Monday, January 9, 2017
The Island of Sodor
Thomas the Tank Engine
I watch a lot of children’s television. I’m pretty sure that makes me a bad parent, because it means that instead of reading “Curious George goes to the Costume Party” or “That’s not my Panda” for the 30th time today, I’ve turned on Dinotrux. We could do other activities, like cut up perfectly good paper with toddler sized scissors (at least until we cut up the table cloth, and the scissor travel to timeout). I have a secret, I really dislike cleaning up tiny pieces of paper. I blame theater, where glitter and confetti look like great fun, but my goodness does the clean up suck.
Maybe I’m wrong in discouraging activities based on the perceived clean up time. Maybe I’m wounding my children’s creative spirit by not allowing them to mangle defenseless paper every single time they request the scissors. Perhaps I’m stunting their fine motor skills by restricting their access to the scissors. However, I suspect that the real joy in using the scissors comes from the mess it makes. Besides, denied papercide the kids bounce to the next opportunity to make a mess in three heartbeats. The house is a constant mess being eternally cleaned up, like Sisyphus rolling his rock to the top of the hill, only to have it come crashing back down. It could be worse, I could be forced to read this awful book called “Knew You Could” over and over again which is as painful as Prometheus continually having his liver eaten by eagles, only to have it grow back nightly. Seriously, that book sucks.
So the routine is that after naptime we watch TV. Screen time. The ancient evil that knows no name. If they made a kid’s show about Cthulhu, Thing #1 would probably love it, demand it on endless repeat, quote it, and tell complete strangers all about its characters. How do I know he would do this? Because he does this with every TV show we watch. For my own sanity I try to introduce a new show every few weeks. When the new show is turned on, first he’ll complain and ask on a loop for old show A. After five minutes show B will become the more important thing in his life. Then he will ask for show B on a constant loop until Dada has exhausted his patience with it and tries to sneak in show C. Sometime we swing back to older shows. Sometimes it’ll be a movie. At this moment he is watching “How to Train Your Dragon” to tatters.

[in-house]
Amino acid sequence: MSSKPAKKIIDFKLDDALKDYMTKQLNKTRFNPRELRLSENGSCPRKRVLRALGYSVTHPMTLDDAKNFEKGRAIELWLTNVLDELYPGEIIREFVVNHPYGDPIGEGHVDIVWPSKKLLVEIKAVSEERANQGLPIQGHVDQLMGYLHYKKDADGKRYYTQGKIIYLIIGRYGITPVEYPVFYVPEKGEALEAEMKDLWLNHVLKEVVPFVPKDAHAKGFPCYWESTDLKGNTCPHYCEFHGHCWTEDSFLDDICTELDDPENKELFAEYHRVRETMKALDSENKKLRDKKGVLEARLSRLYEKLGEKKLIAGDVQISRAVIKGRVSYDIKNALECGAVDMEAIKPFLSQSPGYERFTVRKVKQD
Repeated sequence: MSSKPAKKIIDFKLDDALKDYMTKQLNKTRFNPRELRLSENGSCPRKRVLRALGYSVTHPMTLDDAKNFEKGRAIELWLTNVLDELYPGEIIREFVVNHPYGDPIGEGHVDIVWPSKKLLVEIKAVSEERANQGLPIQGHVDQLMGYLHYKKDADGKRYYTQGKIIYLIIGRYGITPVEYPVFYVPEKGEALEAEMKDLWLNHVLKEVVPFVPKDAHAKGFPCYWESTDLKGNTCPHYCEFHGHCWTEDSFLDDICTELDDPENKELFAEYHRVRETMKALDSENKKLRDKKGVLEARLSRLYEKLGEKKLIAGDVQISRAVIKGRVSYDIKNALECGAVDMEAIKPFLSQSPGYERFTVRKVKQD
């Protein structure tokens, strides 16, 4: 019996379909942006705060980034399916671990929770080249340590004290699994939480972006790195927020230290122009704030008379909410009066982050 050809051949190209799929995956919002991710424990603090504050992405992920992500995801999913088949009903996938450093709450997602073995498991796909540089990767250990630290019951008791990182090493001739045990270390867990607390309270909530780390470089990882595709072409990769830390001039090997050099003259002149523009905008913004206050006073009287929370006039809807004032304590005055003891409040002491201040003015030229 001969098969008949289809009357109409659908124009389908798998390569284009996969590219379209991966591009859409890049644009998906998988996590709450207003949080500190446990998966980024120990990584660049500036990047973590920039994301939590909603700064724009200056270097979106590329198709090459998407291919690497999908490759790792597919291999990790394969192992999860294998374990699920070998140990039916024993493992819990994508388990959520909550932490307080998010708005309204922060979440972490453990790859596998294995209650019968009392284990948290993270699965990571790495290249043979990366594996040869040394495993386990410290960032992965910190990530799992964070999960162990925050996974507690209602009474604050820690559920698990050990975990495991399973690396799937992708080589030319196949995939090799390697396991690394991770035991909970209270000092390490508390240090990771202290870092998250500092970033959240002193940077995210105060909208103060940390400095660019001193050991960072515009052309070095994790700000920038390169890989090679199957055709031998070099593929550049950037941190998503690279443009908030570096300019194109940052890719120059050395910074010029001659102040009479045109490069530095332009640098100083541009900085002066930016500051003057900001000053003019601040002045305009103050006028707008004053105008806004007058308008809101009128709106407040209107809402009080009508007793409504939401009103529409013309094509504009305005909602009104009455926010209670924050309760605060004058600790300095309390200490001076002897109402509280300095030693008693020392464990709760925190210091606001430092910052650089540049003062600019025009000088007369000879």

Another coping mechanism for me is to try and figure out the meta-story of a given show. For example, Thomas the Train makes complete sense if you set the series in the far future. In this future AI is a thing. The various AIs that run the world are not created out of whole cloth, but rather are born and trained, much like human minds. Just like you wouldn’t want to put a toddler in charge of a nuclear power plant, you can’t just plug in an untrained AI. So the world needed a place to safely train up these AIs, hence the island of Sodor was created.
On this island the various AIs would be given tasks and trained not only in how to be really useful, but also allowed to make decisions and face the various consequences. This is why the creep drivers always seem to do a engines bidding, when common sense would dictate otherwise. Failure is allowed, indeed encouraged to teach these AI that their actions have consequences. They are also cleverly constrained. They feel that they have complete freedom, when in truth they are only allowed to go where there are rails to take them. Meanwhile they are carefully indoctrinated to recognize humans as their masters. Sir Topemhat owns each engine’s allegiance completely. The worst thing that can happen to a engine is a scolding from Mr. Hat Man.
Once an engine has matured enough to make the jump to more important duties, it is moved to the mainland and into a new role. Sodor is important mostly because its isolated. That way all the inputs can be completely controlled, allowing the AIs to be shaped exactly to specification.
I suppose that this is exactly the role that my living room fulfills. It’s a basically safe place where all the inputs are mostly controlled; where I can try and turn out solid minds. Mistakes are allowed, even if they involve cutting up the table cloth with small scissors. Action leads to consequence and to remorse and often laughter. Often the process is exhausting, and so sometimes the TV is turned on and a movie is queued up. The screen time sometimes involves some educational value. Now I just have to find the time to pen the scripts for “Cthulhu’s Kids”, the wacky adventures of pint-sized cultists trying to summon the nameless ones. I’m sure Thing #1 would love it.